The curriculum also includes standard operating procedures, safety and quality within pharmaceutical manufacturing plants, warehousing and pharmacy. Furthermore, the programme  provide the students with knowledge  and skills in the science of compounding medications applying the appropriate good manufacturing  and quality control practices within  a hospital or community setting ensuring that sterile products are prepared  and delivered in a non-contaminated environment.

Finally, the students complete the program with hands –on practical experience within different setting from manufacturing plant as part of their experiential learning where they are required to perform identifiable tasks and projects on compliance, standard operating procedures on drug requisition, storage and handling.All modules in the second year are shown in the table below.

Module nameModule code
Cardiovascular PharmacyMPCA021
Nutrition And GastroenterologyMPCB021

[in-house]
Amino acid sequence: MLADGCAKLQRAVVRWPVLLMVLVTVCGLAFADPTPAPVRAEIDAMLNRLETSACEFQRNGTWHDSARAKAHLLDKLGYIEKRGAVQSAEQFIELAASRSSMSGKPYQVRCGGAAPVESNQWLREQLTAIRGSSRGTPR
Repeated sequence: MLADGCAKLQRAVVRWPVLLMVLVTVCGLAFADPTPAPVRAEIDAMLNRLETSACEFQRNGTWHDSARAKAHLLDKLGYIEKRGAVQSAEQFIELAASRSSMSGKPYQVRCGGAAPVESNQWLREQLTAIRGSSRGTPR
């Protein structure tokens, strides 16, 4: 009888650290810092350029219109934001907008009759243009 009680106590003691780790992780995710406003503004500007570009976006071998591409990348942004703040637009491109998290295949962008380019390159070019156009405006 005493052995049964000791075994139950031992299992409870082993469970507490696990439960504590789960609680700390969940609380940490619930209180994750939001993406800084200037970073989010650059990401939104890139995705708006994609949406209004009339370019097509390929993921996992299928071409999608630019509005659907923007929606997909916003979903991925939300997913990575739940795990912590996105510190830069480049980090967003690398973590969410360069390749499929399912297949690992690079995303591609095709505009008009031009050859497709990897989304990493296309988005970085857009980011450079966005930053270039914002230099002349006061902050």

Respiratory System, Ear And EyeMPCC021
Industrial Pharmacy PracticeMPCA022
Industrial Pharmacy Practice-Based LearningMPCB022
Pharmaceutical ManufacturingMPCC022

 2.3      Year three of the BPharm programme 
      In this year there is continued integration of pharmaceutical, pharmacy practice and clinical aspects of the programme.

Rational for academic year three

The third year introduces students to clinical pharmacy. Each module content is system based divided into a number of interdisciplinary blocks. Each clinical module is organized according to basic science (anatomy, physiology); major disease processes (pathology and pathophysiology), diagnosis and therapeutic options, pharmaceutical care plan and health promotions and drug management. This is planned and taught in a coordinated fashion, in each module a student will be introduced to pharmacy practice experience; this will involve interactions with health care pharmacists, and actual clinical cases within the institutional settings, under appropriate supervision. Clinical skills will be interfaced with didactic course work that provides an introduction to the profession, and continue in a progressive manner leading to entry into the advanced pharmacy practice experiences in fourth year.  All modules in the third year are shown in the table below.